On the whole, however, council members shied away from the idea of imposing a minimum density ordinance as part of the new zoning standards, arguing it could create less desirable projects in a market where developers are often already looking to maximize the number of units to make projects pencil out financially.

Comments

Darin
Registered user
Another Mountain View Neighborhood
on Nov 18, 2019 at 2:40 pm
Darin, Another Mountain View Neighborhood
Registered user
on Nov 18, 2019 at 2:40 pm
4 people like this

Zoning is just part of the equation. Increased regulation favors the massive apartment complexes, who can spread the cost of compliance across many, many rental units. Smaller landlords (i.e., those who might invest in duplexes, triplexes, etc.) have to spread their compliance expenses across just a few rental units.


D Moore
The Crossings
on Nov 18, 2019 at 4:26 pm
D Moore, The Crossings
on Nov 18, 2019 at 4:26 pm
4 people like this

Great, more 5 story+ high rises. Walking on California St. or adjacent San Antonio will soon feel like walking down 5th avenue in Manhattan. Little sky and certainly no view of any mountains. Also, please differentiate between rental housing vs. massive apartment complexes. They amount to the same thing. And damnit, don't tell me that nobody would ever again want a single family home. Obviously those that do, leave our state and are seemingly doing so in droves. Good luck filling these awesome structures that cater to age 20-30 high-tech job transients and couldn't care less about families.


MV_Voter
Registered user
Rex Manor
on Nov 18, 2019 at 4:50 pm
MV_Voter, Rex Manor
Registered user
on Nov 18, 2019 at 4:50 pm
4 people like this

what i wonder about mostly is the infrastructure...water mainly, going in AND out...electricity and parking, so traffic woes will increase, too! in their attempt to provide housing for so many of our "age 20-30 high-tech job transients", the council seems to be neglecting infrastructure, which is what supports good, clean living conditions. and what of the schools that will be overcrowded?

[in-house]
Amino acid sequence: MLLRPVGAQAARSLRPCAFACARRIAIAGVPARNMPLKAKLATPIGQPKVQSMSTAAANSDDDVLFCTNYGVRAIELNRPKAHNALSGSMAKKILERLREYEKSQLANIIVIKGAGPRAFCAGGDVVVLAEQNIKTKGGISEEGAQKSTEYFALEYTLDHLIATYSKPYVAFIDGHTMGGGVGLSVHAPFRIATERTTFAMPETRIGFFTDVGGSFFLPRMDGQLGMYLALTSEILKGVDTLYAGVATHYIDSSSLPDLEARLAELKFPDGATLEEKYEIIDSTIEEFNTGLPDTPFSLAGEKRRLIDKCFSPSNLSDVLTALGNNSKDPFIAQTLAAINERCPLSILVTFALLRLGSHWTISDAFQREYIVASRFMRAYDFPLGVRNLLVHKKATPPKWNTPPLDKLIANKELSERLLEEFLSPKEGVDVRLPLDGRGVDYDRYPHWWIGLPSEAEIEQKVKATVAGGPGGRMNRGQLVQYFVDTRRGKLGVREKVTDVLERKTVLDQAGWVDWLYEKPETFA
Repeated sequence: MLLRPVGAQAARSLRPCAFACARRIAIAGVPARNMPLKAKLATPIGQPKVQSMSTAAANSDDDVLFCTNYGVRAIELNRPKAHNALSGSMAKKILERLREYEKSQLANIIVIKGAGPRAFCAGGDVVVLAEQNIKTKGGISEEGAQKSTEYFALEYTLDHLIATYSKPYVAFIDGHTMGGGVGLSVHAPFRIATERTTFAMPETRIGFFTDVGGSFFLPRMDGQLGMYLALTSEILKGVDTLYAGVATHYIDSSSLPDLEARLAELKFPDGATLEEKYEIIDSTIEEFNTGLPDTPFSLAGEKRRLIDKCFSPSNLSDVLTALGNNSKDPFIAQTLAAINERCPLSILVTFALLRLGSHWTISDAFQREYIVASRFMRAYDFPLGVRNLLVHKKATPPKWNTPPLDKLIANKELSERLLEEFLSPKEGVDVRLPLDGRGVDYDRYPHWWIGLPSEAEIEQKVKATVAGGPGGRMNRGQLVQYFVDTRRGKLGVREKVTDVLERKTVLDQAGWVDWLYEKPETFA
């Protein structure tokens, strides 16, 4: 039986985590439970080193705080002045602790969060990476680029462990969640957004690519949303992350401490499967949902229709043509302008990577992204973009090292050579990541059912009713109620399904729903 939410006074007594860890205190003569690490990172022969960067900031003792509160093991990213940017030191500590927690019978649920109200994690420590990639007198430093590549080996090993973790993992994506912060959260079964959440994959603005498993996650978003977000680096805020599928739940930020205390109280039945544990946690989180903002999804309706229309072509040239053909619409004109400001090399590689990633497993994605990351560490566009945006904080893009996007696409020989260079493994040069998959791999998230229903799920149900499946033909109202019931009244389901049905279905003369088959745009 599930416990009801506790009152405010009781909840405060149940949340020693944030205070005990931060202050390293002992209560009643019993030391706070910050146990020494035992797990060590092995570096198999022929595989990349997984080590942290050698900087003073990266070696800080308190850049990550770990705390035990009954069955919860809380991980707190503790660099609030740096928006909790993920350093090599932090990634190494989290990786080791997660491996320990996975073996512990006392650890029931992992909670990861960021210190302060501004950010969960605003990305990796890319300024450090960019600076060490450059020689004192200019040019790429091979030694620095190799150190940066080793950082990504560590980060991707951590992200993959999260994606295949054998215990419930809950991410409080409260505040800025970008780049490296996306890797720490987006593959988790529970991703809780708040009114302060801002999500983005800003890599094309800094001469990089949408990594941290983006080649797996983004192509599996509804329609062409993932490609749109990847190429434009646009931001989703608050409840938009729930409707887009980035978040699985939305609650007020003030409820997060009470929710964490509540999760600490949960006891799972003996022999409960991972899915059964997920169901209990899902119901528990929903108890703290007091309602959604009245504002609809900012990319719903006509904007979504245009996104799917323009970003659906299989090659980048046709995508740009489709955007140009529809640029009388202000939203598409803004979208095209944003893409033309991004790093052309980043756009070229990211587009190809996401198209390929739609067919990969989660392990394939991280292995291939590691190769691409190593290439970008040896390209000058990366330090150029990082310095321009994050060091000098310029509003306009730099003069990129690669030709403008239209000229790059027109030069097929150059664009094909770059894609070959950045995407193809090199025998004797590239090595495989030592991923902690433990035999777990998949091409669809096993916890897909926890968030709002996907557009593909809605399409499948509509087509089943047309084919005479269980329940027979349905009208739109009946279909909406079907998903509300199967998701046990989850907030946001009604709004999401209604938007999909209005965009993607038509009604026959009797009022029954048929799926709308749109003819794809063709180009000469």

and of course, as D. Moore pointed out, what is to become of single family homes, with your own back yard, and the other things we all like about the single family home?


Randy Guelph
Cuernavaca
on Nov 18, 2019 at 6:32 pm
Randy Guelph, Cuernavaca
on Nov 18, 2019 at 6:32 pm
11 people like this

I think you all are quite confused. Nothing here would make single-family homes illegal, all it does is legalize other forms of currently illegal housing.


Calley Smith
Willowgate
on Nov 21, 2019 at 2:46 pm
Calley Smith, Willowgate
on Nov 21, 2019 at 2:46 pm
9 people like this

"Walking on California St. or adjacent San Antonio will soon feel like walking down 5th avenue in Manhattan."

To be fair, like it or not, this is where the Bay Area needs to be headed if it is going to house everyone who wants to live and work here.

Without this, we will soon not be able to have restaurants, janitorial services, daycare, schools, roads without potholes, new construction, plumbing services, etc., because no one will be able to live locally and staff these jobs, and driving 2+ hours each way for these jobs is mostly untenable.

There are lots of other areas in California and the US you can move to if you are seeking a more bucolic lifestyle.